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Inner Hebrides

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  • cmoorewv
    Hello. I have been searching the net for a good cultural history of the inner hebrides (Mull and Ulva to be exact) and have been coming up enpty handed. I
    Message 1 of 4 , Mar 10, 2002
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      Hello. I have been searching the net for a good cultural history of
      the inner hebrides (Mull and Ulva to be exact) and have been coming
      up enpty handed. I can find very generalized versions of the viking
      conquests, but that's about it. I would like to form an SCA persona
      based on the MacQuarrie clan around the eleventh or twelfth
      centuries. I have found out that for some of this period, the inner
      hebrides were under viking/norwegian control rather than scottish.
      What I need help figuring out is how a woman living on Ulva would
      have dressed in these centuries. Would the clothing be predominantly
      viking, perdominately highland, or an equal mix of the two? I am
      also running into a brick wall when it comes to names. If anyone can
      help me nail this topic down, whether it be direct assistance,
      sending me informative web links, name resources, etc., I would be
      eternally grateful.
      Thanks a lot
      Carole
    • Sharon L. Krossa
      ... If you really want to get at the accurate, reliable history, you need to search libraries, not the internet. I recommend you start with a sound general
      Message 2 of 4 , Mar 11, 2002
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        At 5:37 AM +0000 3/11/02, cmoorewv wrote:
        >Hello. I have been searching the net for a good cultural history of
        >the inner hebrides (Mull and Ulva to be exact) and have been coming
        >up enpty handed.

        If you really want to get at the accurate, reliable history, you need
        to search libraries, not the internet. I recommend you start with a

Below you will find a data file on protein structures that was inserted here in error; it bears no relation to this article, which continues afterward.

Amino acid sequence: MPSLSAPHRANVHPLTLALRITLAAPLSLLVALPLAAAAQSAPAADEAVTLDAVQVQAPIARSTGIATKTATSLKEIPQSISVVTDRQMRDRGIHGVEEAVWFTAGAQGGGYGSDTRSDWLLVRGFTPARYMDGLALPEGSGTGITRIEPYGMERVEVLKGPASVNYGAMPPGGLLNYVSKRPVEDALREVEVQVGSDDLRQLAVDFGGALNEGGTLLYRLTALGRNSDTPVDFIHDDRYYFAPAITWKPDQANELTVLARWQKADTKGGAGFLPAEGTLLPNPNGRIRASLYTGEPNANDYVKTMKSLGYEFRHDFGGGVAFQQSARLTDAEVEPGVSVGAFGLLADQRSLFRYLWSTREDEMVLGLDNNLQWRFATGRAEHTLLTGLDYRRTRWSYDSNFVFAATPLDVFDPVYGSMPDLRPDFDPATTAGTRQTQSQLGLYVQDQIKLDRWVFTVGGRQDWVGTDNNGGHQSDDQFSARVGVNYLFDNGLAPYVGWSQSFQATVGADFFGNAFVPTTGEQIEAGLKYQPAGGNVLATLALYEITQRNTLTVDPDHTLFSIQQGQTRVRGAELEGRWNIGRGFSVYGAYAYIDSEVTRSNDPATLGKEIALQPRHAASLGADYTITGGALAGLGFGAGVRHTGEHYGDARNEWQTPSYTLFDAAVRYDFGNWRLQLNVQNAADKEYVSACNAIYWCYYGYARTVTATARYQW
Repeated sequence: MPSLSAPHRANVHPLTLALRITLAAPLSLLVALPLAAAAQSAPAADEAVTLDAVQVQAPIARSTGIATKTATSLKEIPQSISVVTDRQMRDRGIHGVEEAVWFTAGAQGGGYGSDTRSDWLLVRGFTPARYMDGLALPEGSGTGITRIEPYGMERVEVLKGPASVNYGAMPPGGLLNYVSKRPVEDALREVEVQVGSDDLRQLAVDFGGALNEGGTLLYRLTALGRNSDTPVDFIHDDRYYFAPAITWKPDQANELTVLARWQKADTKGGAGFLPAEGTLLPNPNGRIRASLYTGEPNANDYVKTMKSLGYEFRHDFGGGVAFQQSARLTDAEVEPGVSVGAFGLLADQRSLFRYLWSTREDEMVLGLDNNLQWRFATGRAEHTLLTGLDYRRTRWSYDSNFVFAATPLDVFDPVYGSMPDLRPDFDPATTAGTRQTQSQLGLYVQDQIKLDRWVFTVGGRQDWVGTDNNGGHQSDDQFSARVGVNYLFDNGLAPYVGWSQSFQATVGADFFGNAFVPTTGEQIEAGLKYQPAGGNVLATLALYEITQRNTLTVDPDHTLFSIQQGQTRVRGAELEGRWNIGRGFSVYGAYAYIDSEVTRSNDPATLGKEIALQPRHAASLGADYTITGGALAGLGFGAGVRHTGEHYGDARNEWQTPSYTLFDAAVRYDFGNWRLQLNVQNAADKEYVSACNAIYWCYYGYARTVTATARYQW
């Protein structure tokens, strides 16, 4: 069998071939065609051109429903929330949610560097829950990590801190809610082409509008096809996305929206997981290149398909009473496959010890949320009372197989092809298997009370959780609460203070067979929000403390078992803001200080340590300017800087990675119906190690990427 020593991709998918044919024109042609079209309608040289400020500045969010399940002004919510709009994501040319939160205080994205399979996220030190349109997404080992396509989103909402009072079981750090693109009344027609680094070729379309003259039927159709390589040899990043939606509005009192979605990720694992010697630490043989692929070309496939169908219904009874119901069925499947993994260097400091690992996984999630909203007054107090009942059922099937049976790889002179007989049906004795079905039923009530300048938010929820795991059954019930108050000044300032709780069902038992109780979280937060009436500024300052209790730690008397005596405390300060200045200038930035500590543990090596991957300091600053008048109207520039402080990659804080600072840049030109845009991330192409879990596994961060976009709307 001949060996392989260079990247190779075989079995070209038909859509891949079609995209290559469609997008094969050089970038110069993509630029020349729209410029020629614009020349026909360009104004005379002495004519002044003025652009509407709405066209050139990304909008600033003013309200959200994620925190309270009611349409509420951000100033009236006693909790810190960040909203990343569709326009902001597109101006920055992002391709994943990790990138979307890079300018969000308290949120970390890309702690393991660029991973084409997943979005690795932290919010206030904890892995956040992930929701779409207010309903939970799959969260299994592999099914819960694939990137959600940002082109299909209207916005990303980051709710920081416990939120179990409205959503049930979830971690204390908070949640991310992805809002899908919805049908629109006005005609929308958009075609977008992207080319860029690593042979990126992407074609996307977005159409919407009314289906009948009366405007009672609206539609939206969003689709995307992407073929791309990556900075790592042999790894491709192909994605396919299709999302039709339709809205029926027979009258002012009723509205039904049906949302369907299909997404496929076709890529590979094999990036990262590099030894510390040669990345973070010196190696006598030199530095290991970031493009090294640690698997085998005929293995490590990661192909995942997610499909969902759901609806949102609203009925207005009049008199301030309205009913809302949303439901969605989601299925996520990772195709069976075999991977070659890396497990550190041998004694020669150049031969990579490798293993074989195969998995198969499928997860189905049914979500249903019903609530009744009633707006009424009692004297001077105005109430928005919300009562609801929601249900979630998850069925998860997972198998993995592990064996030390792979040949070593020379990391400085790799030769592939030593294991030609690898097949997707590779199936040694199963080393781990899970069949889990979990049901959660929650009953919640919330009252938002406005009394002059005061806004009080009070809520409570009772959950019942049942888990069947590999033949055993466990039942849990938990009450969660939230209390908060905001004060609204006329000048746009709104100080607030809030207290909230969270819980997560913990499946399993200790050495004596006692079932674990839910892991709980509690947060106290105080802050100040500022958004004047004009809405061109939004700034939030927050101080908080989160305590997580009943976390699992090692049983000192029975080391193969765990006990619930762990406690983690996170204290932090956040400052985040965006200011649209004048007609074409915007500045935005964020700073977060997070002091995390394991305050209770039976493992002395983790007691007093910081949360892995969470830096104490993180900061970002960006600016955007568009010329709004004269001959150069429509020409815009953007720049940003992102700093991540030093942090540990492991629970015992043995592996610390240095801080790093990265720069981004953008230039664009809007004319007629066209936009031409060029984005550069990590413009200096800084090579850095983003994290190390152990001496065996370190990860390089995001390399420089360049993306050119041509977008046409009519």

sound general history of Scotland (such as Lynch), then then start
        looking for modern (academic) histories (books and articles) that
        deal more specifically with the area and time of your interest.
        (Without the general background, however, more specialized works will
        simply not make sense -- the general history is needed for the
        context and to know what the authors of the specific works are
        assuming their readers already know.)

        You can find good books to start with at the Scottish Medieval
        Bibliography at my web site:

        http://www.medievalscotland.org/scotbiblio/general.shtml

        >I can find very generalized versions of the viking
        >conquests, but that's about it. I would like to form an SCA persona
        >based on the MacQuarrie clan around the eleventh or twelfth
        >centuries.

        Well, first you might want to ask whether the MacQuarrie clan existed
        in the 11th or 12th centuries. Most Scottish clans of the late
        medieval and early modern period -- the ones whose names we are
        familiar with today -- had name ancestors who lived in the 12th,
        13th, or 14th centuries, and name ancestors generally lived at least
        a generation _before_ the clan they are named after came into being.
        (A clan leader and ruling family don't start calling themselves the
        son of soinso and the children of soinso if soinso is still alive and
        kicking...)

        In fact, looking at the potted history for MACQUARRIE found in Way of
        Plean and Squire _Scottish Clan and Family Encyclopedia_, it says

        "The first chief that can be referred to with any certainty appears
        to be ... John Macquarrie of Ulva, who is believed to have died
        around 1473 and who appeared as a witness in an earlier charter."

        Looking at the 1467 MS, the genealogy for "clann Guaire" gives
        "Guaire" as the 6th ancestor back in the genealogy (so, the
        great-great-great-grandfather), which (assuming an average of 25
        years between generations) would put Guaire as living around 1300 or